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Three CMC members gave gratitude reflections
As I was preparing for this and thinking about what I wanted to say about gratitude, an idea kept nagging at me. At first, I thought about all the things I should say about gratitude - that being thankful keeps us thinking of the positive instead of the negative, that it boosts our mood and therefore improves our overall quality of life, that it’s important to think about things we are grateful for on a daily basis, etc. And while I believe that all these things are true, I kept coming back to this idea of gratitude being dished out in the form of guilt. Many times, when I am going through something difficult or struggling in some way, a voice in my head almost always comes to chastise me and say, “Your situation could be so much worse. Think of all the people around the world suffering with xyz. You should be grateful that your life is so good compared to others. Your struggle is so small. Get over yourself. Think of all you have to be grateful for.” And with these thoughts swimming in my head, instead of gratitude helping me to feel positive or boost my mood, it just makes me feel guilty that I’m struggling, when I have so much to be grateful for. I end up feeling sheepish or silly for even mentioning the difficulties in my life because they are so small in comparison to others.
I am a person who loves examples as a way to understand things, so I will offer you a personal example. This school year has been a struggle for me because teaching is hard. And it’s not just because of the pandemic. It’s because teaching is HARD. It’s the nature of the job. There is SO MUCH to manage all the time. Keeping track of student data and making sure they are making growth in their content areas, supporting students' social emotional needs, the Ohio teacher evaluation that consists of a 9 page rubric of expectations for teachers, preparing lesson plans, being “on” all day long, the list goes on. The pressure of all these expectations often leaves me feeling stressed, anxious, overwhelmed and sad. Sometimes I feel guilty for these feelings. I should just be grateful that I have a stable job, good benefits, great co-workers and a home with a loving family. Other people have so much more to deal with. There is the war in Ukraine and other parts of the world, people suffering with hunger, homelessness, disease, violent or unsafe living conditions and many other things. How dare I complain about a difficult job. I should just be grateful.
So in my talk today about gratitude, I wanted to be careful not to layer it with a side of guilt or to imply that if you were just grateful for all the good things in your life, you would realize that your struggle is not really a big deal. I don’t think we need to make comparisons. Struggle is struggle and it’s real for the person experiencing it.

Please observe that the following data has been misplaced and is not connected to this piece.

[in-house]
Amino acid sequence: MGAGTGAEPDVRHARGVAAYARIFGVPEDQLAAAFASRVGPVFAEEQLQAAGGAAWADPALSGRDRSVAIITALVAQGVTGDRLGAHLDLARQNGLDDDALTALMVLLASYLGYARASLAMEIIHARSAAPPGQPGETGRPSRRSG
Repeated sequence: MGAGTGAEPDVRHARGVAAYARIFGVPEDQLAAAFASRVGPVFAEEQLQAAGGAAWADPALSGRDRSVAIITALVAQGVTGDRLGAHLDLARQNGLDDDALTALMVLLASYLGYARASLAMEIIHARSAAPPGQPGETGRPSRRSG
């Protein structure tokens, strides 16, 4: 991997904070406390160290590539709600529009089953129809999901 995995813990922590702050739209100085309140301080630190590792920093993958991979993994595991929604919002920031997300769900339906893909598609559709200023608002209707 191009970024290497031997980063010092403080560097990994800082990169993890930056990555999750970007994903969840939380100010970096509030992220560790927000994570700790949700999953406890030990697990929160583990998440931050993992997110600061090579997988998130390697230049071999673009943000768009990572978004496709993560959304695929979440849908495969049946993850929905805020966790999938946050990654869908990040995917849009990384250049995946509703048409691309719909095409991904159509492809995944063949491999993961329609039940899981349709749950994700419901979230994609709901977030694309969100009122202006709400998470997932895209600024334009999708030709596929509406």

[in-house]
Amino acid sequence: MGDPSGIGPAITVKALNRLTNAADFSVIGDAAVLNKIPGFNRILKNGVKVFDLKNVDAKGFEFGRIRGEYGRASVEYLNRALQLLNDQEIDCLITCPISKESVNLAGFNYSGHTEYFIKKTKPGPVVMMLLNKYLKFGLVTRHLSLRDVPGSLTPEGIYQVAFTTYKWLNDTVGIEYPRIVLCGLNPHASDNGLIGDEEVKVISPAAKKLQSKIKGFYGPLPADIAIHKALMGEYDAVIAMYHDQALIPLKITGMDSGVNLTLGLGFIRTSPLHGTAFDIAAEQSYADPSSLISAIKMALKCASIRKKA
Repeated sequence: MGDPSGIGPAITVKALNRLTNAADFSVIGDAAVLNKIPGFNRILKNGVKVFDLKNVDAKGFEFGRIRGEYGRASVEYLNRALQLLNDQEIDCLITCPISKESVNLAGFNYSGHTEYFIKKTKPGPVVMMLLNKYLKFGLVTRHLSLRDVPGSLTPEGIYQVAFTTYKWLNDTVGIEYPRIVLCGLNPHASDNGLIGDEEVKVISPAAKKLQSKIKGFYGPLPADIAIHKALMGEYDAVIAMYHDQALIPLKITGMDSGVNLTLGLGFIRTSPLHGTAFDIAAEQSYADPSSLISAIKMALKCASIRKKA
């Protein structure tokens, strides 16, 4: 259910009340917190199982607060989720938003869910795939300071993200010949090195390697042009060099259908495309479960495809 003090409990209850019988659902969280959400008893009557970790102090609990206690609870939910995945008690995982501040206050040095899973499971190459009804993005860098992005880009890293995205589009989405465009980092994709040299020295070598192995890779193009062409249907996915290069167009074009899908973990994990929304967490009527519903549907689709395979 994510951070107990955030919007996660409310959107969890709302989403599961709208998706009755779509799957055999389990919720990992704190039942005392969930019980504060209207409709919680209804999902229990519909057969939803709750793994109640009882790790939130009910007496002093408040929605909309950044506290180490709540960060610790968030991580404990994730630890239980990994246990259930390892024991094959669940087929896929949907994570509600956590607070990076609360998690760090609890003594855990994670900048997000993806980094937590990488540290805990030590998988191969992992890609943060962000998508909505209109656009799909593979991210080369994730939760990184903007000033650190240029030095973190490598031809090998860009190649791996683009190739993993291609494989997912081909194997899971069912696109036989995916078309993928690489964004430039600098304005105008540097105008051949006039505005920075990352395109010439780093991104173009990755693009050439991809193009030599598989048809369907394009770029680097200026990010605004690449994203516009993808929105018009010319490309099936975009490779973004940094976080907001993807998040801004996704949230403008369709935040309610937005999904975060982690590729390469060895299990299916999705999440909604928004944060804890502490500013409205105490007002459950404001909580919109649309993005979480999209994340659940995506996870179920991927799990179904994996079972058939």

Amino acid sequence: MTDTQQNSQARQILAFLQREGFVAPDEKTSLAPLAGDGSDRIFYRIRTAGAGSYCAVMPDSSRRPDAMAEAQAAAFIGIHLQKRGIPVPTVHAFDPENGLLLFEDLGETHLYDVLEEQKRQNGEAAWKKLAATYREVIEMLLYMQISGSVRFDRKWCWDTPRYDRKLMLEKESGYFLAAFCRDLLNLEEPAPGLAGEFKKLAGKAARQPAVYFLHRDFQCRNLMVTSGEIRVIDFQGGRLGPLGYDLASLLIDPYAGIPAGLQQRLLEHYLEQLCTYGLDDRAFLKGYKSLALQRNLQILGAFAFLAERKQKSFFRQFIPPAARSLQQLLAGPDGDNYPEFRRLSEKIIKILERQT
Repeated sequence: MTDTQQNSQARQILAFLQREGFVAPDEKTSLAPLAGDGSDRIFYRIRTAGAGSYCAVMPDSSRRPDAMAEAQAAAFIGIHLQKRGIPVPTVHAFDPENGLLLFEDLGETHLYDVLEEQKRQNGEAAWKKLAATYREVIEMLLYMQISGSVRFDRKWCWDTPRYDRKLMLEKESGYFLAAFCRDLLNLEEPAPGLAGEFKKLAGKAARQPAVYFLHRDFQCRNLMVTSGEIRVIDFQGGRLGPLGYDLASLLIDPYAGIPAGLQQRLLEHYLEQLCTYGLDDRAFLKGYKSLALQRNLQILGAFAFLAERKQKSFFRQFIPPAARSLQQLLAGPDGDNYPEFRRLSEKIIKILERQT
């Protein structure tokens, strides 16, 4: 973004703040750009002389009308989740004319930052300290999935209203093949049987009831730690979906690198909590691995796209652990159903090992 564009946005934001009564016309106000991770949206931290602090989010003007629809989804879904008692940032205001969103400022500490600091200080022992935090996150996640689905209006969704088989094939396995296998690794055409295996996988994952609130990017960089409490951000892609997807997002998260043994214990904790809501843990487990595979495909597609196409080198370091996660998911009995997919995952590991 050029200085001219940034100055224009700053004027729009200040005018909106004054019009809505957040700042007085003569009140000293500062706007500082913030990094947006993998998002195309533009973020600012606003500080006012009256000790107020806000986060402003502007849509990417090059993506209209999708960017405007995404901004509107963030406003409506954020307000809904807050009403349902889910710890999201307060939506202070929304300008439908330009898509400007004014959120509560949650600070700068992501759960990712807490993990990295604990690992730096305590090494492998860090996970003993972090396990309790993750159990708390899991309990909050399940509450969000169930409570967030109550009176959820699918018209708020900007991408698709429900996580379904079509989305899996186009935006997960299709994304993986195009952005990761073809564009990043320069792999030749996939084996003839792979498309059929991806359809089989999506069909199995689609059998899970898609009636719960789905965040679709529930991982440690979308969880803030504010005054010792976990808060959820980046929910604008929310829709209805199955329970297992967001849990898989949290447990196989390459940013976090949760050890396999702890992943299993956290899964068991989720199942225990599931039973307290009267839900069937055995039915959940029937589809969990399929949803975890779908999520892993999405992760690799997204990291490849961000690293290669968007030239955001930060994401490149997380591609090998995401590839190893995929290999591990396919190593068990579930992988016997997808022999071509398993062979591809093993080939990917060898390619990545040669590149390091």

So although I don’t think that gratitude should be used as a guilt tactic, either in our own minds or placed upon us by others, I do think that gratitude can help us shift our thinking from focusing on the struggle, to focusing on all the things that will help us get through the struggle.
When I think about the things I’m grateful for - my family, my friends, my cat, my home, the food in my fridge, nature, books that I love to read - it doesn’t make my job situation less difficult or the struggle magically disappear, but it does help me realize that I will make it through the difficulty because I have so many supports and positives in my life. Here are a few things I am grateful for.
● I’m grateful that I have people to talk to when I’ve had a tough day.
● I’m grateful for my morning reading time that centers me and helps me through my work day.
● I’m thankful for the picture of my cat on my classroom wall that reminds me that it will all be okay because at the end of the day, I can go home and cuddle my fluffy cat.
● I am thankful for my kids and the joy they bring me.
● I am thankful for this church and the genuine, kind people that I get to see each week.
Thinking on these things that I am thankful for helps me brave each day in the classroom. It’s still hard, but I feel strengthened by the positive things around me.
Philippians 4:8 is a scripture that helps me stay in a good mind frame:
Finally, brothers and sisters, whatever is true, whatever is noble, whatever is right, whatever is pure, whatever is lovely, whatever is admirable—if anything is excellent or praiseworthy—think about such things.
I hope you have a wonderful Thanksgiving, surrounded by the people and things that give you the strength to walk through whatever difficulties or struggles you may be facing.
This morning I checked the weather in Thailand. It’s 80 degrees. I’m grateful that I don’t have to worry about perfect weather today.
Why is gratitude so important? Some researchers say that 80% of human’s thoughts are negative. Our lower brain region, the brainstem, is designed to keep our bodies functioning correctly and safely. And to keep ourselves safe our brain is scanning our world for possible threats. So, on automatic, it might be fair to assume that our brains are consumed with small, here-and-now, negatively biased thoughts.
And then here comes gratitude. Choosing to see past the here and now small thoughts, choosing to see past all the possible things that could cause anxiety or be dangerous to us, and instead it is making the choice to fight what is easy and automatic for our brains. It is choosing to see the possibly good future instead.
And so maybe it’s possible that by choosing gratitude we’re choosing a thinking process that is on a higher level, instead of all of those negative thoughts that are keeping us in our lower functioning brain.
In case you don’t know, I was in Thailand for the last five years and came back to the US at the end of April, beginning of May. 6 months now.
Mature gratitude recognizes the importance of being grateful for the challenges and difficulties, not just the good. We recognize that hard things help use to grow and in this we can be grateful. And so, I tried to be honest with the good and the bad, as I came up with things that I have gratitude for.
It was hard to leave Thailand and a life that in so many ways felt idyllic. 5 years felt short, like I was just becoming accustomed to what it meant to live there. Leaving was hard, but it was right.